Five Websites for the Linux Noob

I have a confession to make. This isn’t easy for me to tell you, and it might make you think considerably less of me. Ready? Here goes nothing…I have never used Linux before. I’ve had an interest in the operating system for a while, but I’ve simply never gotten around to trying it out.

Feel free to take a few moments to stop laughing before you continue reading this article.

Thankfully, there is hope for me yet. I’ve decided that I will, at long last, start using Linux. I’m going to start small, mind you – I’ll probably just run whatever distribution I end up deciding on in a virtual machine for the time being. Maybe I’ll see if I can grab an old PC online to convert into a full-fledged Linux box which I can mess around with. At the moment, I’m still in the research stages, and I’ve come across some fairly useful stuff in my wanderings. Feel free to contribute a few resources of your own, if you find this list to be woefully inadequate.

Oreilly.net (Linux Commands Directory): This one’s pretty self-explanatory. It’s a directory of pretty much every single basic command in Linux (as well as details on what each command does).  If you’re trying to figure out how something works, or what something does, this is the place to go.

The Linux Subreddit: I’ve said it before, and I’ll say it again: you can find pretty much everything on Reddit. The Linux subreddit contains news, advice, and information in droves about the open-source OS, and is actually pretty useful for learning some stuff about it. If you’re feeling confident, you can pore through the posts to find a cool project to do, or simply look to get some help with a particularly irritating problem. Either way, don’t discount Reddit as a resource for learning Linux.

How-To Geek: For those of you who don’t know, How-To Geek is a massive help center/blog related to all things about technology. There’s an Encyclopedia’s worth of how-to’s and tutorials related to Linux, as well as a bunch of cool tips and tricks.

The Linux ie Beginner’s Guide: Again, pretty much what’s written on the box. It’s a tutorial for anyone who’s new to Linux, and walks you through the initial installation process, hardware configuration, and all the most basic (and most important) commands.

Distro Watch: Deciding on which Distro to use is probably one of the more difficult tasks when it comes to using Linux. DistroWatch contains information on pretty much every Linux distribution out there, as well as updates and new releases. The site is a bit overwhelming simply due to the sheer volume of information, but it’s still a useful resource if you’re trying to figure out a distribution (or keep abreast of updates once you’ve settled on one).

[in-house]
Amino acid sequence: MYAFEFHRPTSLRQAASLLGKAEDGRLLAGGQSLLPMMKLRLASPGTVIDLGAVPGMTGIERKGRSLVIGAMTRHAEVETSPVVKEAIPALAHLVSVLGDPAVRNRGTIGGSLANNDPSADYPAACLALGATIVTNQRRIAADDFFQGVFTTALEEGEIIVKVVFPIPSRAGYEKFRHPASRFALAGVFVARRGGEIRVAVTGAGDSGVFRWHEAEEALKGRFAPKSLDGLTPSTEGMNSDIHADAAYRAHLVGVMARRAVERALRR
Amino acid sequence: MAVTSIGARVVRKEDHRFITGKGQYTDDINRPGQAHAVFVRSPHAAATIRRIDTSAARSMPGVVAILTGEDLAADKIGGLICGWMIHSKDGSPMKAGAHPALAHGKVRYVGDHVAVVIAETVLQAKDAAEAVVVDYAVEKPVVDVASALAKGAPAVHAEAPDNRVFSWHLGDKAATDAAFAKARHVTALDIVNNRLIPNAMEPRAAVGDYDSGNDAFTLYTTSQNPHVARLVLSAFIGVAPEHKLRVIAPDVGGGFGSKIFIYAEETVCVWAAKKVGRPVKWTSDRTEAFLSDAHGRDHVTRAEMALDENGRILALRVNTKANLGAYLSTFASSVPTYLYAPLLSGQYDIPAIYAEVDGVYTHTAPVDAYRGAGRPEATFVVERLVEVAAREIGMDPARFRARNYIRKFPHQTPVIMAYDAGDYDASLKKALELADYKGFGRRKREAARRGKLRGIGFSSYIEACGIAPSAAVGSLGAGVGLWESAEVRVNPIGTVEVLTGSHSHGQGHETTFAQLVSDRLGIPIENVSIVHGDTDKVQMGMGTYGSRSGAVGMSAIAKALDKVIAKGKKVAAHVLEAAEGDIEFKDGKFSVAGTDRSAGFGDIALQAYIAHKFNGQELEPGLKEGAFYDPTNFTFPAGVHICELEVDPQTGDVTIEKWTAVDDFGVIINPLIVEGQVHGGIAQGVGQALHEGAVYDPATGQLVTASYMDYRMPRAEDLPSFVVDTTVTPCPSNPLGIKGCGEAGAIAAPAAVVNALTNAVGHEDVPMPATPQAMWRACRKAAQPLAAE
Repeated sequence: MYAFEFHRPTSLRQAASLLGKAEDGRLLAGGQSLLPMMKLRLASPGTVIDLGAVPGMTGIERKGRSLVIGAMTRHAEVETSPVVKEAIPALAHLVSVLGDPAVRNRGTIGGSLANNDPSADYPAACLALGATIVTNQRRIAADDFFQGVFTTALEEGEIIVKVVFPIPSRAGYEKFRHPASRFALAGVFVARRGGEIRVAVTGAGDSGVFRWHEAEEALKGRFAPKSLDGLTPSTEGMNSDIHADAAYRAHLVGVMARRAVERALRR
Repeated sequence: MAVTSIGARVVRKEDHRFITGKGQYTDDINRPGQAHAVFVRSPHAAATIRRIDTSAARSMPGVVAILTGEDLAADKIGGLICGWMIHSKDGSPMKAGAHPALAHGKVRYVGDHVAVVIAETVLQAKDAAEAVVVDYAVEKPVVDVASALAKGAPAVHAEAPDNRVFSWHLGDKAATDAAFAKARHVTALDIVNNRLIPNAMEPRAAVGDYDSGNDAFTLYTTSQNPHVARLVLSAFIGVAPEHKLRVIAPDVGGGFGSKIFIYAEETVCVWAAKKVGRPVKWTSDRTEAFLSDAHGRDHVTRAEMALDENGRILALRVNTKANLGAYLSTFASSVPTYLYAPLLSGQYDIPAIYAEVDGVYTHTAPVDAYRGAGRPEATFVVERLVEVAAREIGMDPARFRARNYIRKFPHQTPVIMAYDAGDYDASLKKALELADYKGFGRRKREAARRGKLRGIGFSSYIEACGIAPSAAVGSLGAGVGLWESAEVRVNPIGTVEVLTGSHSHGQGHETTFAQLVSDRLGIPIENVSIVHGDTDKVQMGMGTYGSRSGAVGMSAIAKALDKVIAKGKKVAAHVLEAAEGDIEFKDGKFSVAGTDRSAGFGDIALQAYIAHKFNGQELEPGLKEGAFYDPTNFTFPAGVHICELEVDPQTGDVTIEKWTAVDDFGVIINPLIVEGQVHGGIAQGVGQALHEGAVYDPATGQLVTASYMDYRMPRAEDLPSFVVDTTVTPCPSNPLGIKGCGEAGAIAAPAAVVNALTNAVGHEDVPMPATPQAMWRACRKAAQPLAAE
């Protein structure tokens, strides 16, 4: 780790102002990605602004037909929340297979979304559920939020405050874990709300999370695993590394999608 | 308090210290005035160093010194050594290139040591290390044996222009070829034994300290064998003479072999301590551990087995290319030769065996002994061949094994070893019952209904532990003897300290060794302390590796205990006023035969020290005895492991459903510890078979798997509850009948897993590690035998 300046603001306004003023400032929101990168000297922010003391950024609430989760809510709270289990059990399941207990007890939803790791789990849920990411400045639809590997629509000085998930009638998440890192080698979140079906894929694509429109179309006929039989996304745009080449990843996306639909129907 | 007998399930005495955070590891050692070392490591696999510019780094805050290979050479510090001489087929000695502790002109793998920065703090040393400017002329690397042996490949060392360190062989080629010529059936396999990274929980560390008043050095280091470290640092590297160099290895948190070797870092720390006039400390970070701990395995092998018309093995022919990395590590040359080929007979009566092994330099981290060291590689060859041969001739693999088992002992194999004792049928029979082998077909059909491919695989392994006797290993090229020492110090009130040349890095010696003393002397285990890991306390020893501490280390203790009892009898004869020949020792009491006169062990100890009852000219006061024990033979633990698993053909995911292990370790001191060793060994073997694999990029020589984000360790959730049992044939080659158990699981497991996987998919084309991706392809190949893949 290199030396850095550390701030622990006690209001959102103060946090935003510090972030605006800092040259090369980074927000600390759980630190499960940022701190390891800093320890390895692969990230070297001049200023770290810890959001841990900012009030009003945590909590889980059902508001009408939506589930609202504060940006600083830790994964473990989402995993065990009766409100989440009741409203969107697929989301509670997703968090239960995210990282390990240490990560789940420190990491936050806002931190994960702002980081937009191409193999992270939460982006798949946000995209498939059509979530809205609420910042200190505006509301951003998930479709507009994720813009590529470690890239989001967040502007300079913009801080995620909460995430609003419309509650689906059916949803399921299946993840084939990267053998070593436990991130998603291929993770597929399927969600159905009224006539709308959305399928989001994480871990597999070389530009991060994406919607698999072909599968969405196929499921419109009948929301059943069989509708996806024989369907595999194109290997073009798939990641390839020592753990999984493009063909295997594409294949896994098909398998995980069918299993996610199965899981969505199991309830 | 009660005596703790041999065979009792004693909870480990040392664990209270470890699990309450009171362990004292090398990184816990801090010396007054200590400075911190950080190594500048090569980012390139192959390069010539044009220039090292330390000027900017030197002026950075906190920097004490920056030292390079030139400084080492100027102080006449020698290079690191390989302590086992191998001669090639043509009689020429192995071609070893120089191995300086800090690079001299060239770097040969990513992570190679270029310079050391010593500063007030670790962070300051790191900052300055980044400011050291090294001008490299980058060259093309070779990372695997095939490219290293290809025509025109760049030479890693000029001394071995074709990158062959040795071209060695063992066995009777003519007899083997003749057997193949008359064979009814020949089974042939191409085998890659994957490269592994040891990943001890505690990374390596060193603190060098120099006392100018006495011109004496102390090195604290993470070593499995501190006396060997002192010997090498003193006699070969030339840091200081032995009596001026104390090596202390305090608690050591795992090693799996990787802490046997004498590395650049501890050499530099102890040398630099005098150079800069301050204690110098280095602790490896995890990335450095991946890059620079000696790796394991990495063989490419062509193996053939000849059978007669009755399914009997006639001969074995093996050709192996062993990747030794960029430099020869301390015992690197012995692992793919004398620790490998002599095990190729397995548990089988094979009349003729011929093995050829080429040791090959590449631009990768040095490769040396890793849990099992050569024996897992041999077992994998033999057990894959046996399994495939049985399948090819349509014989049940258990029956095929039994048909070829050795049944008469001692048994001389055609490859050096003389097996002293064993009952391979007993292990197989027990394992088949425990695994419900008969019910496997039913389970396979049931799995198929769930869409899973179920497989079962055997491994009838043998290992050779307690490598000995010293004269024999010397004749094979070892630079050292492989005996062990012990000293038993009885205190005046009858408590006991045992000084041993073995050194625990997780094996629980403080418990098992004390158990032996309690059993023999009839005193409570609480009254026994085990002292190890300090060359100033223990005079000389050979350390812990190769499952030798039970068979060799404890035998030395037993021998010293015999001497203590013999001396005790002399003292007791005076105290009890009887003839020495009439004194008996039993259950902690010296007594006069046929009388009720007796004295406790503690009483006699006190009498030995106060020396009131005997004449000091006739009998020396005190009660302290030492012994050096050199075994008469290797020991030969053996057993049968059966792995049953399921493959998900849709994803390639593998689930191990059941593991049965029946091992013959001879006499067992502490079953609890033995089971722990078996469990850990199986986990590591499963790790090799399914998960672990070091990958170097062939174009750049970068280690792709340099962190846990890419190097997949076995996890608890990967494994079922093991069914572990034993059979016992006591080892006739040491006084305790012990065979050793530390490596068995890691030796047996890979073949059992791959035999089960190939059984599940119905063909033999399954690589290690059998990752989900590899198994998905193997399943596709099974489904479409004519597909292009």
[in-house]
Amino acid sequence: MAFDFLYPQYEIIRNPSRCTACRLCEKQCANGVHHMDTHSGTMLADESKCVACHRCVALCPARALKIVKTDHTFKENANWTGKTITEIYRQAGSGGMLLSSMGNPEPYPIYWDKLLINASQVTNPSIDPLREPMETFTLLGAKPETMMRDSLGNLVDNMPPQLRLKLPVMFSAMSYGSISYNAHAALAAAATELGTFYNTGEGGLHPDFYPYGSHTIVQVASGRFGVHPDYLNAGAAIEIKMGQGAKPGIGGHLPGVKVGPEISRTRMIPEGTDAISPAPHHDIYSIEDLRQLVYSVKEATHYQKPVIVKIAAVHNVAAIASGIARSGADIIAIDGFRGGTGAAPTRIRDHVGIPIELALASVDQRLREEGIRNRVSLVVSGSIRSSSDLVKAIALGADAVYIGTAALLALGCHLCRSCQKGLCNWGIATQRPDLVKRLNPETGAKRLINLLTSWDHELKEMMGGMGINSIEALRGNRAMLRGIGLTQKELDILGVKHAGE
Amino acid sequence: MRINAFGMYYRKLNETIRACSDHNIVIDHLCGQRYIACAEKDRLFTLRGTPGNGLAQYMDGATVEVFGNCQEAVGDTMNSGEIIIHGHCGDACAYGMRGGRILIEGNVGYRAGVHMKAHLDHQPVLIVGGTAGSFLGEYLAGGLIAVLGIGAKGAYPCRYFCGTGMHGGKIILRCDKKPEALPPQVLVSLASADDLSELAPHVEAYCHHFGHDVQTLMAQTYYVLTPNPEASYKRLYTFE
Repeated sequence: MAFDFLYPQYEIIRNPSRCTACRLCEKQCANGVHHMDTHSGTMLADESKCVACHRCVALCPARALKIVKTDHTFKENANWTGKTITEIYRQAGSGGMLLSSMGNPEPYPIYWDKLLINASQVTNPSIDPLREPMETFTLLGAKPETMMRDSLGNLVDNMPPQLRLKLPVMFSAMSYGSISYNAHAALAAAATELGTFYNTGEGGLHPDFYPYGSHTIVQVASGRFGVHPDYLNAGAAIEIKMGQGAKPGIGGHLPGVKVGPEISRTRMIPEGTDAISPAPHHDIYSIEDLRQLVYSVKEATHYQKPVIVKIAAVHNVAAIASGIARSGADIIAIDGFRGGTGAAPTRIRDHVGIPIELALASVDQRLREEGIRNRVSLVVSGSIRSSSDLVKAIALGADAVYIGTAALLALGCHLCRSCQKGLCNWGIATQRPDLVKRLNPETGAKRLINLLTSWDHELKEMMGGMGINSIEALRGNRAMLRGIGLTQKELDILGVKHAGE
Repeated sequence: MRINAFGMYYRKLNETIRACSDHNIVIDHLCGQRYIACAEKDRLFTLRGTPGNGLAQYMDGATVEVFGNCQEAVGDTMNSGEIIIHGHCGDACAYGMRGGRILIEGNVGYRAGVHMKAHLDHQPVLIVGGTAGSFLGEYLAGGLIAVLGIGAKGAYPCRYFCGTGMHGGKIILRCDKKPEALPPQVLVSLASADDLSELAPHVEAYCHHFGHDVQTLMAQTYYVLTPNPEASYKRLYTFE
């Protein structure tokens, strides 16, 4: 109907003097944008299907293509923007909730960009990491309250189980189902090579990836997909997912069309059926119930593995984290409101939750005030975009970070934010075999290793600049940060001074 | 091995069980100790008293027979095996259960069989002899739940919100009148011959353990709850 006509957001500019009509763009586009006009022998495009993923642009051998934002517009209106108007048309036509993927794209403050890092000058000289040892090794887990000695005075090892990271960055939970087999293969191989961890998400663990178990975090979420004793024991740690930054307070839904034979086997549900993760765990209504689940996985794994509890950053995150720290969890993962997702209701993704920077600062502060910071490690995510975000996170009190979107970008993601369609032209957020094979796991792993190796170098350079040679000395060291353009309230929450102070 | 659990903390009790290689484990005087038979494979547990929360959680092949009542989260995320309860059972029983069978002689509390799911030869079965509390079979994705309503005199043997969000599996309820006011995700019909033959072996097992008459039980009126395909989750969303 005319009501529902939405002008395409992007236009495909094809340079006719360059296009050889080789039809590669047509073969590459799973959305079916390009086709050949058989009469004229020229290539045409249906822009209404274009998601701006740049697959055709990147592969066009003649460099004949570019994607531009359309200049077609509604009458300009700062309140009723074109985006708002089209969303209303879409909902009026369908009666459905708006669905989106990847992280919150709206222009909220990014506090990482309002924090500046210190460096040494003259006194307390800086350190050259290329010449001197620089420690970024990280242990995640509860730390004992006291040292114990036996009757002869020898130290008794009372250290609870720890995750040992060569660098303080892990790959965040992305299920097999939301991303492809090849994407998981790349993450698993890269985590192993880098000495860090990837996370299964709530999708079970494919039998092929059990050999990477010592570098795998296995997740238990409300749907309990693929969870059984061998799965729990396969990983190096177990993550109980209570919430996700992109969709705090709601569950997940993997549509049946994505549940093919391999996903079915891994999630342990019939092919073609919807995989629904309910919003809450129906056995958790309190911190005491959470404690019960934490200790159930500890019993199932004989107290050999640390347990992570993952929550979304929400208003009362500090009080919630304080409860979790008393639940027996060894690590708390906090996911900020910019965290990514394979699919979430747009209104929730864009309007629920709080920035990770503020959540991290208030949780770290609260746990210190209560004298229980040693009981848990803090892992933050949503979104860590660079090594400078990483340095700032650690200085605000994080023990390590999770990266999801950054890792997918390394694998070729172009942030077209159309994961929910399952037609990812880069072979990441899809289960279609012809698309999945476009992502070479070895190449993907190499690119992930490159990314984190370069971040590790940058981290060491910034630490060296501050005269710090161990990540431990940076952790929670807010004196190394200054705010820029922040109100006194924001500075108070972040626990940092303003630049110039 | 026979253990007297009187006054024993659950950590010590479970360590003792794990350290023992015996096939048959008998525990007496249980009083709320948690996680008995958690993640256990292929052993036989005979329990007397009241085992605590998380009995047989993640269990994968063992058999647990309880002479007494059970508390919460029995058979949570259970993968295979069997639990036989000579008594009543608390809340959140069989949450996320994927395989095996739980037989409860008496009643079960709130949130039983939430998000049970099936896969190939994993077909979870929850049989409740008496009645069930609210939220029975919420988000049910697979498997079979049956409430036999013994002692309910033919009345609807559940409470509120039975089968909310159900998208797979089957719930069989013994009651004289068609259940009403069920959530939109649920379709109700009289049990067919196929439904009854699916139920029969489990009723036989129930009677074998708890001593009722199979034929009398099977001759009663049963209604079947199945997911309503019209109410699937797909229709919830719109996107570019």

That’s what I’ve found so far. If any of you’ve any further suggestions, I’ll gladly add them to the list.

Comments

  1. Ubuntu forums is also a good place for help with problems, as is askubuntu.com

  2. Breaking the ice is the most difficult step to take; afterwards, everything will fall in place – with a bit of an effort.

    I wish I had started with Puppy Linux. It works like a charm, and you can test drive it as much as you like without affecting your current OS since it gets stored in RAM only. Once you switch off, poof, it’s gone. Well, you still keep your CD with ISO burnt in for next time round. NB: When you burn it, keep the CD open. Puppy can add your profiles to it as you use it, which saves a bit of time on every run.

    PuppyLinux.org is your first port of call, and you may need no other. It provides all the info I ever needed.

  3. Oldtimetech says:

    I started out with Ubuntu and have stuck with it, because it’s kind of a no brainer. The desktop is easy to understand and yes, it does come with Unity, but can be switched to Gnome or KDE.

    Most Linux Os’s don’t need a fast and new machine, they will work on Pentium’s (especially DSL).

    I’ve been on Linux since 9.10 Ubuntu, they have great forums that people work hard to answer your question. http://www.psychocats.net/ubuntu/ is another great place to get info on Ubuntu.

    • 2 pts:

      a) Getting rid of Unity is not something a Linux beginner should have to face.

      b) With 12.04, RAM is an issue: 512 MB is barely enough. I certainly could not properly use the Software Center before upgrading to 1 GB. In fact, 2 GB would be better still. Also and unlike previous versions, 12.04 is exceptionally buggy and not as easily adjustable.

  4. gordcampbell says:

    +1 for the Ubuntu Forums and Askubuntu, even if you are using my suggestion, Mint with Cinnamon. It will run a bit better with a gig of memory, but you can do most things with 512 MB.

    Another way to try Linux is using pendrive linux to create a 4GB “persistent” flash drive. You can install programs and they are still installed when you reboot. Pendrive Linux is a Windows program. Booting from a flash drive is slower than booting from the hard drive, but for some things, the performance might be better than running in a virtual machine.

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